Visit the site below to get “Life Advice from Roald Dahl in 10 Scrumdiddlyumptious Quotes!”

http://www.signature-reads.com/2016/09/life-advice-from-roald-dahl-in-10-scrumdiddlyumptious-quotes/

Read the quotes and choose your favorite one!

In the comment section below, tell us what your favorite Roald Dahl quote is and what it means to you!

#19 Reading Enrichment: 7 Fictional Places We Hope NEVER Host the Olympics!

imgres

Have you ever been frightened by places you’ve read about in books or seen in movies or on television?  What if those places were under consideration for hosting the Olympics?  Can you IMAGINE???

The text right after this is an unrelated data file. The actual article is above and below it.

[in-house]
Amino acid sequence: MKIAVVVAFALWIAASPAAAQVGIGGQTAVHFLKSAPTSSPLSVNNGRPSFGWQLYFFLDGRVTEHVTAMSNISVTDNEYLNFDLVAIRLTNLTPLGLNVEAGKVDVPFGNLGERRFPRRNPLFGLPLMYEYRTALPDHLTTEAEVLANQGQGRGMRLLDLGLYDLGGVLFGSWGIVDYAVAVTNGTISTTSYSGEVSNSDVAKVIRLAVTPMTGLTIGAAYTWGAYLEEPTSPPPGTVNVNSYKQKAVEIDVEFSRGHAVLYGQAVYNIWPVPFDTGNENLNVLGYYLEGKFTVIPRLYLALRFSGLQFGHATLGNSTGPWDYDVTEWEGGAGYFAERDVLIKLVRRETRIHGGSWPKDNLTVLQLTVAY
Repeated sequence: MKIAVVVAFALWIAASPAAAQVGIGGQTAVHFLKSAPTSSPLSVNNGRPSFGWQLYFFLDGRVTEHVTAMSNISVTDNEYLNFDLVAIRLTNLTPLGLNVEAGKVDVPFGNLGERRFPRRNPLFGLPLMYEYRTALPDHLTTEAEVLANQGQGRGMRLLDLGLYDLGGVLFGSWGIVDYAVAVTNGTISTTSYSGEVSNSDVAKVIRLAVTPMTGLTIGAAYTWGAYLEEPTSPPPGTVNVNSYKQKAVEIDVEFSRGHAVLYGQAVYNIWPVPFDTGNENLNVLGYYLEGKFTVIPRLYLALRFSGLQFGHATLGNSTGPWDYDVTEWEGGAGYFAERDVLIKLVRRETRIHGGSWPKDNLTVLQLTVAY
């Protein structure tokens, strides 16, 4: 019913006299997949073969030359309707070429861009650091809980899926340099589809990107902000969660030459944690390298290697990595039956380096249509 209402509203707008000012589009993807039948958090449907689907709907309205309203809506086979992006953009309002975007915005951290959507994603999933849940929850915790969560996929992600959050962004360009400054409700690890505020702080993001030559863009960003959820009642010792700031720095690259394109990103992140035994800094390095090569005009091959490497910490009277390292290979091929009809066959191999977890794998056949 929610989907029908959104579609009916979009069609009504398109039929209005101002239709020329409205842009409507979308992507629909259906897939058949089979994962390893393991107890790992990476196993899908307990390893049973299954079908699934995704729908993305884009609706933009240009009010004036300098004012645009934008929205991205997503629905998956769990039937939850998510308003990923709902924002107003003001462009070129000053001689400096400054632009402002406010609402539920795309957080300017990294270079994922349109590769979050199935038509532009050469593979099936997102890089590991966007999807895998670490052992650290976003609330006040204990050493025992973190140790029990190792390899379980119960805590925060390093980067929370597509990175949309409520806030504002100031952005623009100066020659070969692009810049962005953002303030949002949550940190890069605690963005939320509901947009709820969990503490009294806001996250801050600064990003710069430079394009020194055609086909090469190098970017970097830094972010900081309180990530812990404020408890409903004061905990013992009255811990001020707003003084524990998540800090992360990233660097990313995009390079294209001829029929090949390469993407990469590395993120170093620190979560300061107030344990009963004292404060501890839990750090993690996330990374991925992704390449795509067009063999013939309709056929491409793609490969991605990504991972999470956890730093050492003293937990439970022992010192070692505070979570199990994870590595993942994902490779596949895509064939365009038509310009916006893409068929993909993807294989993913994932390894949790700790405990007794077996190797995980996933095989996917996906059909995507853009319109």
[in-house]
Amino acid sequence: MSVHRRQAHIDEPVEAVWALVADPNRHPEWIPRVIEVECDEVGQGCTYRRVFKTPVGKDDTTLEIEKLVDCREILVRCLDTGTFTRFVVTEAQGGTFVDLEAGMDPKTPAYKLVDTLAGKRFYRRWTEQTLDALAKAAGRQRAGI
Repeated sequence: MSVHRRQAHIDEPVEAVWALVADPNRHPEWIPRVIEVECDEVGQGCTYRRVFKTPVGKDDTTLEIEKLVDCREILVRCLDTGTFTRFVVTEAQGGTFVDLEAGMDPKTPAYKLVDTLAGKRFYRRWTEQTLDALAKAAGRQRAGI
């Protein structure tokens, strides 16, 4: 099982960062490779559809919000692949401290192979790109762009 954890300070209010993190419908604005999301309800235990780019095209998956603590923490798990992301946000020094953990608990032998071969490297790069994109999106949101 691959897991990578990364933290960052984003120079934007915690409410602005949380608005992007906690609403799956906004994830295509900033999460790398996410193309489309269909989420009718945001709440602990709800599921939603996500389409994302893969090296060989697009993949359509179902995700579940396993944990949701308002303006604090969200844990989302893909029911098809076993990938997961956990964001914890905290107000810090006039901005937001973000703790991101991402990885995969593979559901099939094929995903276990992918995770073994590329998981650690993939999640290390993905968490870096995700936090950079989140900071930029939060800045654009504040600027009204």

Go to the following link:  https://blog.shmoop.com/2016/08/10/7-fictional-places-we-hope-never-host-the-olympics/ and read the blog about the 7 fictional places that the author hopes NEVER hosts the Olympics.

Then, we’d like you to contribute.  Think about the most recent book you’ve read, or movie/tv show you’ve seen.   What fictional place do you hope never hosts the Olympics and why?  Please explain in the comments section below!